Colin passed away in February 2004, less than a year after we’d done the great train hike, and around 25 years after he started leading hikes for the National Trust. I was busy with consulting projects during that time and had been hiking less and less, but I was at home between project trips when my sister told me she’d heard a news announcement that he’d passed away. It was quite a shock and I could only imagine what Maureen and others close to him were feeling. I knew what I lost that day.
Thinking back about the years since, I don’t know if I’ve done more than one hike with the National Trust since he died. I remember doing one and feeling a sense of wrongness, I didn’t have the connection with the leader that I’d so easily made with Colin, and he didn’t have Colin’s breadth of knowledge, but it was really a non-issue because from mid-2004 onward I was away from home for most of each year and did my outdoor activities elsewhere.
Colin Hudson Memorial Great Train Hike 2020
Around a year or so ago I decided that it was time for me to do the Great Train Hike again. It had been on the annual hike calendar since 2005 and renamed the ‘Colin Hudson Memorial Great Train Hike’. The event is now held in February instead of June, not the most convenient time of the year for me (though appreciably cooler), but doable. It’s easy to be in Barbados and work remotely, so even though I’d planned to be officially on vacation, I could still work as needed.
With my mind made up, I booked my flight last November and prepared for the Train. I’d done a 60-mile walk in September and with my ongoing hiking and spinning it was just a matter of sticking with my routine to be physically ready for the Great Train. I also reasoned that it was a one day event so unlike the 60-mile, I wouldn’t have to wake up and walk 15-20 miles on two additional days.
I asked/told my sister to do it again with me and gave her plenty of advance notice so this time she would be better prepared. Thus, at the crack of dawn on Sunday, February 16, 2020, my sister and I geared up and embarked on our 2nd Colin Hudson Memorial Great Train Hike. She was definitely better prepared than the last time, though she didn’t start training til December (there was some suffering in the last few miles). Honestly though, the longer the hike, the longer each mile becomes, so at the end of 26 miles everyone feels it.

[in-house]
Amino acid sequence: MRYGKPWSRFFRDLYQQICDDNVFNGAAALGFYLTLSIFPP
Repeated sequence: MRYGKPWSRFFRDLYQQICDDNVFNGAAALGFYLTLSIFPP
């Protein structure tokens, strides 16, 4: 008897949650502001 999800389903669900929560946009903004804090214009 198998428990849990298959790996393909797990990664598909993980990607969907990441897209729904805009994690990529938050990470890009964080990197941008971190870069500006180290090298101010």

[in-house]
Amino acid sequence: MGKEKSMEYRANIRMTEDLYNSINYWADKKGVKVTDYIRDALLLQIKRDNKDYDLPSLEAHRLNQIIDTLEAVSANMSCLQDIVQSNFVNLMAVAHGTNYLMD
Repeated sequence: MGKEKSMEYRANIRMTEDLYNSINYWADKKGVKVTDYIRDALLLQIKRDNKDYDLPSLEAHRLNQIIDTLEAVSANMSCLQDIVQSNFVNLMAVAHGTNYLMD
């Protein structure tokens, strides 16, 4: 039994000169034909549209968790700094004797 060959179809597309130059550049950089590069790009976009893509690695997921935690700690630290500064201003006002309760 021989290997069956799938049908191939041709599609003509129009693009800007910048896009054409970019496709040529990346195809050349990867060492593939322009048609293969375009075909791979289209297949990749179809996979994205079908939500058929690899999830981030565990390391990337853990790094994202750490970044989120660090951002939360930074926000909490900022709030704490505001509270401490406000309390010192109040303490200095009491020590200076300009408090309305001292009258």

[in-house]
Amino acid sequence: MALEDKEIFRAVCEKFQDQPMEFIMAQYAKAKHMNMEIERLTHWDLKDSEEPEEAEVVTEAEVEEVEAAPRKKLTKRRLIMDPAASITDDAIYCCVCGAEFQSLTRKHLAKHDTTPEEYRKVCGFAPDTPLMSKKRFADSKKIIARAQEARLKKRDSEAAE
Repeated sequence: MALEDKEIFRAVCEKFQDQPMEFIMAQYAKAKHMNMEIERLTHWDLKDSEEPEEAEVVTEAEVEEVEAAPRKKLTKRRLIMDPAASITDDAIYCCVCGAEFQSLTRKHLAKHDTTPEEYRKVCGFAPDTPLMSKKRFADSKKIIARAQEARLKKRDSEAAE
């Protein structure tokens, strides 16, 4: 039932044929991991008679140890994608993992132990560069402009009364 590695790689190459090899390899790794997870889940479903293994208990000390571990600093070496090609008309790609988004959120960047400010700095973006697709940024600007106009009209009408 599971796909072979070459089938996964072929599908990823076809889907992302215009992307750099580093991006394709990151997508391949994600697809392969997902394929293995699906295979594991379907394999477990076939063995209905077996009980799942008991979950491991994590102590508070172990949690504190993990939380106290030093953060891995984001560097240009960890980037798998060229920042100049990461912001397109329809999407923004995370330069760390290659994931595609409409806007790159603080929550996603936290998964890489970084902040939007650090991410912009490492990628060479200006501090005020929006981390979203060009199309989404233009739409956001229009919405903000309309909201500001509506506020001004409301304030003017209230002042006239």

My cousin Ras also hopped on the Train for the last third of the hike. As I said earlier, finishing the hike is more about mental stamina than physical stamina. Fortunately, about half of the hike provided amazing views of Barbados’ rugged east coast and hearing the sea doing its thing for 12-15 miles was a balm to my soul.
Bridgetown to Belleplaine and Places in Between
After several starts and stops, construction of Barbados’ train line began in June 1877 and the Bridgetown to Carrington section of the line officially opened in October 1881. It ran for a week before stopping to have more work completed. The first run on the entire line from Bridgetown to Belleplaine was in August 1883. The train transported people, sugar, molasses and other goods. Despite some periods of success, the railway seemed to be plagued by problems which included corrosion of the track along the east coast (no surprise), derailments, poor maintenance, and lack of funds. The original company closed in 1904 and a new one took over in 1905. However, this too suffered the same problems. The Government of Barbados took over the railway in 1916, but problems persisted. Passenger service ended in 1934 because of safety concerns and the railway ceased operating altogether in October 1937. Much of the railway was subsequently dismantled (Murphy, 1988; Pilkington, 2007).
Colin used to say that there were sections of railway that the train could not climb with a full load (perhaps Consett incline), so the the first class passengers stayed on the train, the second class got out and walked, and the third class got out and pushed. Stoute (cited in Murphy, 1988) noted that in all his times travelling on the train there were never second class passengers.
Disclaimer: I took over 400 photos during this marathon hike and I’ve tried really hard to whittle them down 🙂
Bridgetown, St. Michael to Bulkeley Sugar Factory, St. George
Bulkeley to Three Houses, St. Philip
Three Houses to Bath Beach, St. John via Consett Bay
Bath to Bathsheba, St. Joseph
Bathsheba to Belleplaine, St. Andrew
Litter – Why oh why Don’t People Care?
I took photos of litter and dumping at various points along the way. Even participants in the Train Hike were dropping disposable plastic water bottles. I was disgusted! Of the 400+ photos I took as I hiked the 26 miles, at least 60 were of litter or dumping. We need to step up and be better stewards of our natural resources.
My dearest Colin, it’s been over 16 years since I last hiked with you and I missed you so much on the Great Train Hike today but I was elated to walk those 26 miles in your honour. Continue to rest well my friend.